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ZPIC Audit Defense Lawyers

With Decades of Experience, Our Health Care Fraud Defense Attorneys Understand the Growing Threat of Zone Program Integrity Contractor (ZPIC) Audits

Zone Program Integrity Contractors (ZPICs) exist for a single purpose: to investigate instances of suspected fraud, waste, and abuse in the Medicare system. ZPICs are authorized to conduct invasive audits on behalf of the Centers for Medicare and Medicaid Services (CMS), and they have broad powers to prevent payment of improperly-billed amounts and recoup overpayments from Medicare-participating providers and businesses.

Health care providers and other medical businesses (including DME companies) are currently facing immense scrutiny in relation to their Medicare billings, including invasive ZPIC audits. These audits can represent significant threats to health care providers’ and businesses’ viability. At Oberheiden, P.C., our federal health care fraud defense lawyers (several of whom are former U.S. Department of Justice (DOJ) prosecutors) have extensive experience on both sides of ZPIC audits. If you are facing a ZPIC audit, we can help you. To avoid unnecessary recoupment liability and the potential for further federal action – including civil or criminal health care fraud charges – call (888) 519-4897 or contact us online now for a free and confidential consultation.

What Are ZPICs?

The Health Insurance Portability and Accountability Act (HIPAA) of 1996 established the Medicare Integrity Program (MIP) in order to strengthen CMS’s ability to detect and deter fraud, waste, and abuse in the Medicare program. As part of the MIP, CMS created a uniform type of administrative entity called Medicare Administrative Contractors (MACs). In accordance with the newly established MAC jurisdictions, seven geographical entities called Zone Program Integrity Contractors (ZPICs) were created to perform program integrity functions for Medicare Parts A, B, Durable Medical Equipment (including prosthetics and orthotics), Home Health and Hospice, and Medicare-Medicaid data matching. These entities are:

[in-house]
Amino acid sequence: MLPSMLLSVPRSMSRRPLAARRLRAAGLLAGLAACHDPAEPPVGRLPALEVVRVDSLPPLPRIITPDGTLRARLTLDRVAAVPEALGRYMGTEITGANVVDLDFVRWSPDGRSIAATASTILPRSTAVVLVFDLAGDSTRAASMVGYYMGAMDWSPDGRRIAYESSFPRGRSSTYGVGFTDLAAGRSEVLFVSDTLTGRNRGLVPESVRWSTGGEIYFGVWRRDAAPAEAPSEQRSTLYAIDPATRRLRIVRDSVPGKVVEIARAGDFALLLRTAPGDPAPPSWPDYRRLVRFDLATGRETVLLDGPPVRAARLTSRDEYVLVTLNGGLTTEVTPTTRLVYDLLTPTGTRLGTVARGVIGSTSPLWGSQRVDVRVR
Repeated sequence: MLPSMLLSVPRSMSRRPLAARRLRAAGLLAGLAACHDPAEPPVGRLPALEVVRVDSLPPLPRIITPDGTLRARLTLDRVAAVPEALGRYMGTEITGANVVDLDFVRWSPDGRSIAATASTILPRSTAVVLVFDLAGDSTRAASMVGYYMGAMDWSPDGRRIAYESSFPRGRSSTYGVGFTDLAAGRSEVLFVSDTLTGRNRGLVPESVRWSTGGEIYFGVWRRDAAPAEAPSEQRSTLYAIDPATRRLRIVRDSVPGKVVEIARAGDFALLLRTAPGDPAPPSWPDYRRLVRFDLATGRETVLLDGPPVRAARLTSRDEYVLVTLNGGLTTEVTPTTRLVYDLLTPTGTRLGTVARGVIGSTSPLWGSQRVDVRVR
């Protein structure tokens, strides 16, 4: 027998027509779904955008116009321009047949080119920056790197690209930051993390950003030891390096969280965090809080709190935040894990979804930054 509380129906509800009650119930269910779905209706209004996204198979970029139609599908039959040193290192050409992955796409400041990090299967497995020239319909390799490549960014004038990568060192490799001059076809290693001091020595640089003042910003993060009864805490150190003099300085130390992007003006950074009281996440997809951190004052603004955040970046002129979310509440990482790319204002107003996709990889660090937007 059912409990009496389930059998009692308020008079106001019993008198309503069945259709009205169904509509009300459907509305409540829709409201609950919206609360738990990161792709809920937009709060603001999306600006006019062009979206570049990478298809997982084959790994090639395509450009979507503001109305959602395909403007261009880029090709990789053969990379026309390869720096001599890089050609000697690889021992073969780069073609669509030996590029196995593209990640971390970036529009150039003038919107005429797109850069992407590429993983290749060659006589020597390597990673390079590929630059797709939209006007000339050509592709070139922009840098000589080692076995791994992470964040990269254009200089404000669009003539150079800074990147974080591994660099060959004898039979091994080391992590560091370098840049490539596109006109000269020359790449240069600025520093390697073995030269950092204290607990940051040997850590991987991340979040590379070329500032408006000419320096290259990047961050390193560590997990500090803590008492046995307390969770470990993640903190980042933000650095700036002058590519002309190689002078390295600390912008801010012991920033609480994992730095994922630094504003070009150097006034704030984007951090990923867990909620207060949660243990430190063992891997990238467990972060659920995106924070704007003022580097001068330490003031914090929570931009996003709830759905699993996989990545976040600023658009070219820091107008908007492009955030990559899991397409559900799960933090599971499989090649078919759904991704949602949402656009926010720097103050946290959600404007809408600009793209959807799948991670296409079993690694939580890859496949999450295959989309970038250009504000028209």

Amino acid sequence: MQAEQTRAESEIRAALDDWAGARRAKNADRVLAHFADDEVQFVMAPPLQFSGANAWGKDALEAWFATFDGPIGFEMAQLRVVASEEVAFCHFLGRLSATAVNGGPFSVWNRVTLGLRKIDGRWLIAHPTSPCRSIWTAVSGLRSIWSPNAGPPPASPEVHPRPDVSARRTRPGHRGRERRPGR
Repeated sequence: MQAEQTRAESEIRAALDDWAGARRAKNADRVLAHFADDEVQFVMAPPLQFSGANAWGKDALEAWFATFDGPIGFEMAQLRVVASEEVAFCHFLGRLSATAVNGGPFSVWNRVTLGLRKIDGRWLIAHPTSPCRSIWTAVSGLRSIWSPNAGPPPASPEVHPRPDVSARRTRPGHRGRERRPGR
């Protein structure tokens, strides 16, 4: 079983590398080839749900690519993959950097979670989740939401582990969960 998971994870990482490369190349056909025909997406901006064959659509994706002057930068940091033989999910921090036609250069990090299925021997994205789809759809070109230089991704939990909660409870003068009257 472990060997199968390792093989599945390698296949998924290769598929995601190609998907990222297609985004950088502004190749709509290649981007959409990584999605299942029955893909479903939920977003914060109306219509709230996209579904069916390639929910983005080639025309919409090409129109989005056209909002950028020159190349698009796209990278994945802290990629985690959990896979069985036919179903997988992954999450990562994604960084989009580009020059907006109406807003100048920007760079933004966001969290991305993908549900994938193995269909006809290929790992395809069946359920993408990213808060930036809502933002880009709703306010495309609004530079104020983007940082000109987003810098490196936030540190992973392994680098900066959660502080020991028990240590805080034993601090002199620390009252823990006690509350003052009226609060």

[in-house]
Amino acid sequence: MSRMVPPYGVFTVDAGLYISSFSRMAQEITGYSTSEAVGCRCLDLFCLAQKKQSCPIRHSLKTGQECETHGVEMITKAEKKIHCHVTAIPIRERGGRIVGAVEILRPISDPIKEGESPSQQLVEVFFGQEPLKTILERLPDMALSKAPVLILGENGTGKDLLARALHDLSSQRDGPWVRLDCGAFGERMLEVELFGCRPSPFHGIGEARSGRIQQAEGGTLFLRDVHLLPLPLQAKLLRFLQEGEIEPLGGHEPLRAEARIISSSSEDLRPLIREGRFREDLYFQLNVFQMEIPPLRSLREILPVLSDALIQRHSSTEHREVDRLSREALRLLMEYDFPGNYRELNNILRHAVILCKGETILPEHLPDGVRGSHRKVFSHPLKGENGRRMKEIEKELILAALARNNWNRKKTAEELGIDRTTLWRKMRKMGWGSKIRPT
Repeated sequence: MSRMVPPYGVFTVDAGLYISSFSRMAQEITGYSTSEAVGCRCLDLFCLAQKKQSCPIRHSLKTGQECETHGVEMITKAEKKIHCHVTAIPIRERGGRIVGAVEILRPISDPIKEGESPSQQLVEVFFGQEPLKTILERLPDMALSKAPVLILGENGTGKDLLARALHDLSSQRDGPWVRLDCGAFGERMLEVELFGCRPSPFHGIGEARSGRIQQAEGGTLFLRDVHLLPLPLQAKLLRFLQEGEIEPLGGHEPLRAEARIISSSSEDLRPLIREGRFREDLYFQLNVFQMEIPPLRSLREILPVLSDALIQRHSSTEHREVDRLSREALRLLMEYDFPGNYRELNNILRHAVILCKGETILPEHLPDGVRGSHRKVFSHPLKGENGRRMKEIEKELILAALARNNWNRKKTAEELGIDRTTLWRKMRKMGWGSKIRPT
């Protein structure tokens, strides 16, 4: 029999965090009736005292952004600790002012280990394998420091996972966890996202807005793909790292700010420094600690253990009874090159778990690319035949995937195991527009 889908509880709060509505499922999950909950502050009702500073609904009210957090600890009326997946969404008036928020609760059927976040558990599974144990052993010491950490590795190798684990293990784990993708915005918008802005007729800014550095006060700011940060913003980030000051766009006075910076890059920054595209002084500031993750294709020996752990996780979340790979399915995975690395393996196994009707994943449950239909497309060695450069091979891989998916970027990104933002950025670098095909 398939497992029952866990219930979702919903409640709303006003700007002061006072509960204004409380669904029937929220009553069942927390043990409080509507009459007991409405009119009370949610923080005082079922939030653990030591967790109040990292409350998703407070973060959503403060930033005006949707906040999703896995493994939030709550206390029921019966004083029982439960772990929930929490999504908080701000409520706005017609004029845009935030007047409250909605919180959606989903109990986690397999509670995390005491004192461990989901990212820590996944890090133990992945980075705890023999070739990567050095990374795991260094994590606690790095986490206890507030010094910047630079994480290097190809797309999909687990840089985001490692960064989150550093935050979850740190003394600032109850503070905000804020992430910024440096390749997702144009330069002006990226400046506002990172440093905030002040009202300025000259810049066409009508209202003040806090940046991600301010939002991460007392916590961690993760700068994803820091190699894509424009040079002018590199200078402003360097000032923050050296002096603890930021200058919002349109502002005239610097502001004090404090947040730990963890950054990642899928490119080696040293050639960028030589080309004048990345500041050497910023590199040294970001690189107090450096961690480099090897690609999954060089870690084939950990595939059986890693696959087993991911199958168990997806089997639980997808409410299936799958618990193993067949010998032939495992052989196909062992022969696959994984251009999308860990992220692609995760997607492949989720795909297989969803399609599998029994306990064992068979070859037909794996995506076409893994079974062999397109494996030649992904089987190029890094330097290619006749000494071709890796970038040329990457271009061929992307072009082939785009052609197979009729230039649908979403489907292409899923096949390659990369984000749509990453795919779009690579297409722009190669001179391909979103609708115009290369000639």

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Dr. Nick Oberheiden
Dr. Nick Oberheiden

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Amanda Marshall
Amanda Marshall

Former U.S. Attorney

Lynette S. Byrd
Lynette S. Byrd

Former Federal Prosecutor

Aaron L. Wiley
Aaron L. Wiley

Former Federal Prosecutor

Subodh Chandra
Subodh Chandra

Former Federal Prosecutor

R. Brandon Johnson
R. Brandon Johnson

Former Federal Prosecutor

Roger Bach
Roger Bach

Former Special Agent, OIG

Dennis A. Wichern
Dennis A. Wichern

Former Special Agent-in-Charge

Chris Anderson
Chris Anderson

Compliance Consultant

Beverly Gibson
Beverly Gibson

Compliance Auditor & Consultant

Joe Lewis
Joe Lewis

Pharmacy Compliance

Valerie Rivera
Valerie Rivera

Private Investigator

  • AdvanceMed
  • Cahaba
  • Health Integrity
  • Safeguard Services (SGS)

A typical ZPIC audit consists of a thorough evaluation of all available information to confirm the veracity of the patient and billing records a health care provider or business has on file to substantiate its Medicare billings. Although ZPIC audits are somewhat comparable to Recovery Audit Contractor (RAC) audits, ZPIC investigations have the added potential implication of federal Medicare fraud charges, which can result in severe administrative penalties and even criminal prosecution. This makes it even more important to consult with an experienced health care fraud defense attorney as soon as possible after being contacted by a ZPIC auditor.

What Types of Providers and Businesses are Targeted in ZPIC Audits?

One particularly concerning aspect of CMS’s audit program is that health care providers and other businesses receive little to no warning that they are going to be targeted in a ZPIC audit. As a result, all types of Medicare Part A and B providers, durable medical equipment (DME) companies, home health care agencies, and hospices are potentially at risk for being audited at any time. This makes it critically important for these types of providers and businesses to maintain detailed records supporting their Medicare billings at all times.